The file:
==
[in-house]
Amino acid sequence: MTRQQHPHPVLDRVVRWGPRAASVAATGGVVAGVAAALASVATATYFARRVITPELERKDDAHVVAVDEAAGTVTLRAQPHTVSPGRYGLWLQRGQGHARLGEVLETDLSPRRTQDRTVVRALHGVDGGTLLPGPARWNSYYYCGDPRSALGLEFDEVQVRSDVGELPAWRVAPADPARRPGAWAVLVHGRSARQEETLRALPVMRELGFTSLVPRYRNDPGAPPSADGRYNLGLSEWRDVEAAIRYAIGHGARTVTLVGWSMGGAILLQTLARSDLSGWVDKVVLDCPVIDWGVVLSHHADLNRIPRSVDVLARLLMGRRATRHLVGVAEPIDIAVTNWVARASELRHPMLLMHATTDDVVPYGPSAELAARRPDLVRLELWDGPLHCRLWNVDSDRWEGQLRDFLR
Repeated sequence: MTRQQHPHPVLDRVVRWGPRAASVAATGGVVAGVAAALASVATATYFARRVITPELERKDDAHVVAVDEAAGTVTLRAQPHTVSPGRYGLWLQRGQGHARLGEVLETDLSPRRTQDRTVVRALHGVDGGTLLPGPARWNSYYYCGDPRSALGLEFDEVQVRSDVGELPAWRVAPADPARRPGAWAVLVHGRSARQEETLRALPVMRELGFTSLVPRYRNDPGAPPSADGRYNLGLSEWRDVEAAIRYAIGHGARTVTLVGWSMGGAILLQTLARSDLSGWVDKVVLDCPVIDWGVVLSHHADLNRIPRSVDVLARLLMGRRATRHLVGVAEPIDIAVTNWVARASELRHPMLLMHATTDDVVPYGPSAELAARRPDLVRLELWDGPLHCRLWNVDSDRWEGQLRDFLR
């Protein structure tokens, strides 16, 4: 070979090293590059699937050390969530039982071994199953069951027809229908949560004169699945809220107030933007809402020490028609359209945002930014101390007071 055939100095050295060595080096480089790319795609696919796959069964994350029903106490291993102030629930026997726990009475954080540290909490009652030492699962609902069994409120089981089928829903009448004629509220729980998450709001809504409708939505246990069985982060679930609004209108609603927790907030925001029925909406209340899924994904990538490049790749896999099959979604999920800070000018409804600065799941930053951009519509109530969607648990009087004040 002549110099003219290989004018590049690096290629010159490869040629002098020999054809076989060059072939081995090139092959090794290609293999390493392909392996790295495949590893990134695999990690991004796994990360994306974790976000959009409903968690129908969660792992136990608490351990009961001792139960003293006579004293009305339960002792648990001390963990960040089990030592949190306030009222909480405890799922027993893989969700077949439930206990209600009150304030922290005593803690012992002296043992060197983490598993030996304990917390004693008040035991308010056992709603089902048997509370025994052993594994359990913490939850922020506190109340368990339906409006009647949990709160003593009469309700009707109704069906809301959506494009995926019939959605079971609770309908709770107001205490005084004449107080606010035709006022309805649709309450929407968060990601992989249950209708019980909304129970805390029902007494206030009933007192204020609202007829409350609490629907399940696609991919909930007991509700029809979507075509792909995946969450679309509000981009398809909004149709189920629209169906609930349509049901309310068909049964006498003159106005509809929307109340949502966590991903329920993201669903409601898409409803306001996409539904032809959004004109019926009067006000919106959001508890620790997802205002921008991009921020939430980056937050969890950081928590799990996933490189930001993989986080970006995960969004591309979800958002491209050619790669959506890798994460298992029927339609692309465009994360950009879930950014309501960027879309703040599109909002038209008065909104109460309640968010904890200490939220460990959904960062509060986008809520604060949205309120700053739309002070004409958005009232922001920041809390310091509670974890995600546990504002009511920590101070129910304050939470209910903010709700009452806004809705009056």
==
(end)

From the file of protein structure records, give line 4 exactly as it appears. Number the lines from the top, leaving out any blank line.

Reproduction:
């Protein structure tokens, strides 16, 4: 070979090293590059699937050390969530039982071994199953069951027809229908949560004169699945809220107030933007809402020490028609359209945002930014101390007071 055939100095050295060595080096480089790319795609696919796959069964994350029903106490291993102030629930026997726990009475954080540290909490009652030492699962609902069994409120089981089928829903009448004629509220729980998450709001809504409708939505246990069985982060679930609004209108609603927790907030925001029925909406209340899924994904990538490049790749896999099959979604999920800070000018409804600065799941930053951009519509109530969607648990009087004040 002549110099003219290989004018590049690096290629010159490869040629002098020999054809076989060059072939081995090139092959090794290609293999390493392909392996790295495949590893990134695999990690991004796994990360994306974790976000959009409903968690129908969660792992136990608490351990009961001792139960003293006579004293009305339960002792648990001390963990960040089990030592949190306030009222909480405890799922027993893989969700077949439930206990209600009150304030922290005593803690012992002296043992060197983490598993030996304990917390004693008040035991308010056992709603089902048997509370025994052993594994359990913490939850922020506190109340368990339906409006009647949990709160003593009469309700009707109704069906809301959506494009995926019939959605079971609770309908709770107001205490005084004449107080606010035709006022309805649709309450929407968060990601992989249950209708019980909304129970805390029902007494206030009933007192204020609202007829409350609490629907399940696609991919909930007991509700029809979507075509792909995946969450679309509000981009398809909004149709189920629209169906609930349509049901309310068909049964006498003159106005509809929307109340949502966590991903329920993201669903409601898409409803306001996409539904032809959004004109019926009067006000919106959001508890620790997802205002921008991009921020939430980056937050969890950081928590799990996933490189930001993989986080970006995960969004591309979800958002491209050619790669959506890798994460298992029927339609692309465009994360950009879930950014309501960027879309703040599109909002038209008065909104109460309640968010904890200490939220460990959904960062509060986008809520604060949205309120700053739309002070004409958005009232922001920041809390310091509670974890995600546990504002009511920590101070129910304050939470209910903010709700009452806004809705009056």